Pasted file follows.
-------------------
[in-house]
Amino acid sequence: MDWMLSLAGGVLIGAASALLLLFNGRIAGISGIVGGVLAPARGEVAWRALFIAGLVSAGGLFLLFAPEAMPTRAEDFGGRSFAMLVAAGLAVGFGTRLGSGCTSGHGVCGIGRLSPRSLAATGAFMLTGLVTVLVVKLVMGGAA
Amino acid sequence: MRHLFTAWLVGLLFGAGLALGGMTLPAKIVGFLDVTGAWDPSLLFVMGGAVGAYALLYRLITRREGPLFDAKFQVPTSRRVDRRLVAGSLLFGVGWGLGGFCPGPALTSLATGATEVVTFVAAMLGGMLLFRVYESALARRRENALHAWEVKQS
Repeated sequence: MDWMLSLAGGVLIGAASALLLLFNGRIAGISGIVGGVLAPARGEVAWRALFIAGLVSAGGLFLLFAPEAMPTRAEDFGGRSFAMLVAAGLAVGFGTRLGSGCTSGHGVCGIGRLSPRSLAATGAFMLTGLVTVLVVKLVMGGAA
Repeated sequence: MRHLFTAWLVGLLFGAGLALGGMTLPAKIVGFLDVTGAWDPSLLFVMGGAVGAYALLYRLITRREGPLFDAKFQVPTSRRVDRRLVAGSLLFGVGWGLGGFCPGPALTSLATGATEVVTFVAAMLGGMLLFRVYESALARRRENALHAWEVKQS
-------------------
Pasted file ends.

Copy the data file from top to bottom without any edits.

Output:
[in-house]
Amino acid sequence: MDWMLSLAGGVLIGAASALLLLFNGRIAGISGIVGGVLAPARGEVAWRALFIAGLVSAGGLFLLFAPEAMPTRAEDFGGRSFAMLVAAGLAVGFGTRLGSGCTSGHGVCGIGRLSPRSLAATGAFMLTGLVTVLVVKLVMGGAA
Amino acid sequence: MRHLFTAWLVGLLFGAGLALGGMTLPAKIVGFLDVTGAWDPSLLFVMGGAVGAYALLYRLITRREGPLFDAKFQVPTSRRVDRRLVAGSLLFGVGWGLGGFCPGPALTSLATGATEVVTFVAAMLGGMLLFRVYESALARRRENALHAWEVKQS
Repeated sequence: MDWMLSLAGGVLIGAASALLLLFNGRIAGISGIVGGVLAPARGEVAWRALFIAGLVSAGGLFLLFAPEAMPTRAEDFGGRSFAMLVAAGLAVGFGTRLGSGCTSGHGVCGIGRLSPRSLAATGAFMLTGLVTVLVVKLVMGGAA
Repeated sequence: MRHLFTAWLVGLLFGAGLALGGMTLPAKIVGFLDVTGAWDPSLLFVMGGAVGAYALLYRLITRREGPLFDAKFQVPTSRRVDRRLVAGSLLFGVGWGLGGFCPGPALTSLATGATEVVTFVAAMLGGMLLFRVYESALARRRENALHAWEVKQS